Dear Faculty, Staff and Students,
With great pleasure, I am writing to you to announce that Dr. Michael Avidan has accepted the position of head of the Department of Anesthesiology, effective July 1. Michael is currently the Dr. Seymour and Rose T. Brown Professor of Anesthesiology, a professor of surgery, chief of the Division of Clinical and Translational Research, director of Infrastructure for Quality Improvement, Research and Informatics, and co-director of the Anesthesiology Postdoctoral Research Training Program within the Department of Anesthesiology here at Washington University School of Medicine. We are very fortunate to have another distinguished clinician-scientist take on the leadership of what is now one of the most successful and innovative anesthesiology programs in the U.S.
Michael began his career in his native South Africa. He earned his MBBCh (MD equivalent) in 1991 from the University of Witwatersrand in Johannesburg. He then completed his residency in anesthesiology and intensive care in South Africa, and received his fellowship certification from the South African College of Medicine in 1996. From 1997 to 2000, he served as a clinical lecturer in cardiothoracic anesthesiology and general adult intensive care at King’s College Hospital in London, England, and then joined our faculty in 2001. He became a full professor in 2011. He has held a variety of leadership positions in our anesthesiology department, including director of the cardiothoracic anesthesiology fellowship program, chief of the Division of Cardiothoracic Anesthesiology, as well as his current positions.
Michael has had a distinguished career as a clinical researcher in many areas of anesthesiology and intensive care practice, but particularly in investigating the evidence for clinical interventions that impact neurological sequelae of general anesthesia and surgery. Between 2006 and 2012, he conducted three large clinical trials in the U.S. and Canada focused on the prevention of intraoperative awareness. This line of investigation has yielded influential publications, including two articles in The New England Journal of Medicine. The findings have had a major impact on intraoperative monitoring techniques.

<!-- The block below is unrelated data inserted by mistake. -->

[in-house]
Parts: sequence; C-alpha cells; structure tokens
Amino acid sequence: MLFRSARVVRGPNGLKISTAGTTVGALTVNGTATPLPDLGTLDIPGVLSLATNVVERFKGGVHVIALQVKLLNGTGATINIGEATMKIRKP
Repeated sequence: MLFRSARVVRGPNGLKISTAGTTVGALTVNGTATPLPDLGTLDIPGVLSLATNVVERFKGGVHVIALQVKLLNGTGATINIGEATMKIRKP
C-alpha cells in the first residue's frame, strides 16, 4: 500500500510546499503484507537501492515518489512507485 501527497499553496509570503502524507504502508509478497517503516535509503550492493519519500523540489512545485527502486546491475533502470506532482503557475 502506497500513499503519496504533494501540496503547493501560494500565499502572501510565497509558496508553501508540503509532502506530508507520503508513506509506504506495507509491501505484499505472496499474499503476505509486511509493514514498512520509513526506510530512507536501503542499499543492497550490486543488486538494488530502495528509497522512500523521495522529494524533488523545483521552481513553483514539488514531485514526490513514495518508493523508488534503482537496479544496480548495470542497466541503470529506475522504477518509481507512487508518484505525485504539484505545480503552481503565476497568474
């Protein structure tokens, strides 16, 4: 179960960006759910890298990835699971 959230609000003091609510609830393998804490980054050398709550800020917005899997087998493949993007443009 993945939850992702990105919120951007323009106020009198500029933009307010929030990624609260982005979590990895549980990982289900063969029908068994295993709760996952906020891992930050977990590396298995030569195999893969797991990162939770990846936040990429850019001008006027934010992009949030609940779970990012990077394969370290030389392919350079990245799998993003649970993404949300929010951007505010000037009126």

In 2017, he published the findings of an international, multicenter clinical trial in Lancet, providing strong evidence that intraoperative ketamine probably does not prevent postoperative delirium. In other important studies, his work led to the recognition that surgery and anesthesia likely do not hasten the onset of dementia or accelerate persistent cognitive decline in patients with Alzheimer’s disease. His clinical research program has been well-supported by NIH grants, including a UH3 award for studies of electroencephalographic monitoring during anesthesia and a new R01 award that will investigate the impact of a telemedicine “control tower” for quality and safety in the operating room.
As a teacher and mentor, Michael has won numerous awards for educational efforts with medical students, residents and fellows. He was recognized by his peers with the Samuel R. Goldstein Leadership Award in Medical Student Education in 2007 and in recent years has played a lead role in establishing the Early Stage Anesthesiology Scholars’ group, and also secured an NIGMS R13 grant to support academic development of early stage anesthesiology scholars in research across the translational spectrum.
Well-respected nationally and internationally, Michael is the president of the Association of University Anesthesiologists and serves as a trustee of the International Anesthesia Research Society, the two most prominent international societies supporting academic anesthesiology. He is also a board member and editor of one of the world’s leading journals in the area, the British Journal of Anaesthesia.
On behalf of the Executive Faculty, university leadership and our partners leading BJC HealthCare, I want to thank Michael for taking on this important role leading our superb anesthesiology department into a new era of excellence in clinical care, education and training, and research to produce even better outcomes in the future. I also want to take this opportunity to thank Dr. Alex Evers for his extraordinary leadership over many years. Alex’s accomplishments with faculty, staff and trainees of the Department of Anesthesiology have led to seminal and innovative advances in operative and peri-operative care as well as intensive care and pain management. These accomplishments together with his impact more broadly, as a member of the Executive Faculty and working with our partners at BJC HealthCare, have indelibly enhanced Washington University’s reputation as a world leader in medicine and health care.
David H. Perlmutter, MD
Executive Vice Chancellor for Medical Affairs
Spencer T. and Ann W. Olin Distinguished Professor
George and Carol Bauer Dean, School of Medicine